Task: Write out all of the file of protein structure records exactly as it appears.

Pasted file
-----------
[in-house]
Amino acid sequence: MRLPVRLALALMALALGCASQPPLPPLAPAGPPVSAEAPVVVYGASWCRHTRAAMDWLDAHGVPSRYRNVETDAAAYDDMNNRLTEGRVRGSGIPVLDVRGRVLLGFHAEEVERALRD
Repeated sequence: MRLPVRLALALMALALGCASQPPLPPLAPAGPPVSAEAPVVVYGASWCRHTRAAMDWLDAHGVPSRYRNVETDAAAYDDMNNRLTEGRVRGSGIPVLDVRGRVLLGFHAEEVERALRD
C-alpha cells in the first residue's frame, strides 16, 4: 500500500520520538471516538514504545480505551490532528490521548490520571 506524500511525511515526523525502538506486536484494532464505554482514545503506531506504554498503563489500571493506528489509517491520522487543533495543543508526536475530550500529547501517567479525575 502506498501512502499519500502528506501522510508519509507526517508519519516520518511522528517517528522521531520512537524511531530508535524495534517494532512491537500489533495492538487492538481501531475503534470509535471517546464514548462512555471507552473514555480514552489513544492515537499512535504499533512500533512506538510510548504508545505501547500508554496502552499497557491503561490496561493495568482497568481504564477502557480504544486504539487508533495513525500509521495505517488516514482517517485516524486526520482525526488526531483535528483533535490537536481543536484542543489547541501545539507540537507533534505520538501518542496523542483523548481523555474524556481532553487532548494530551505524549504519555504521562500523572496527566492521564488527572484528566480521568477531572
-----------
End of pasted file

[in-house]
Amino acid sequence: MRLPVRLALALMALALGCASQPPLPPLAPAGPPVSAEAPVVVYGASWCRHTRAAMDWLDAHGVPSRYRNVETDAAAYDDMNNRLTEGRVRGSGIPVLDVRGRVLLGFHAEEVERALRD
Repeated sequence: MRLPVRLALALMALALGCASQPPLPPLAPAGPPVSAEAPVVVYGASWCRHTRAAMDWLDAHGVPSRYRNVETDAAAYDDMNNRLTEGRVRGSGIPVLDVRGRVLLGFHAEEVERALRD
C-alpha cells in the first residue's frame, strides 16, 4: 500500500520520538471516538514504545480505551490532528490521548490520571 506524500511525511515526523525502538506486536484494532464505554482514545503506531506504554498503563489500571493506528489509517491520522487543533495543543508526536475530550500529547501517567479525575 502506498501512502499519500502528506501522510508519509507526517508519519516520518511522528517517528522521531520512537524511531530508535524495534517494532512491537500489533495492538487492538481501531475503534470509535471517546464514548462512555471507552473514555480514552489513544492515537499512535504499533512500533512506538510510548504508545505501547500508554496502552499497557491503561490496561493495568482497568481504564477502557480504544486504539487508533495513525500509521495505517488516514482517517485516524486526520482525526488526531483535528483533535490537536481543536484542543489547541501545539507540537507533534505520538501518542496523542483523548481523555474524556481532553487532548494530551505524549504519555504521562500523572496527566492521564488527572484528566480521568477531572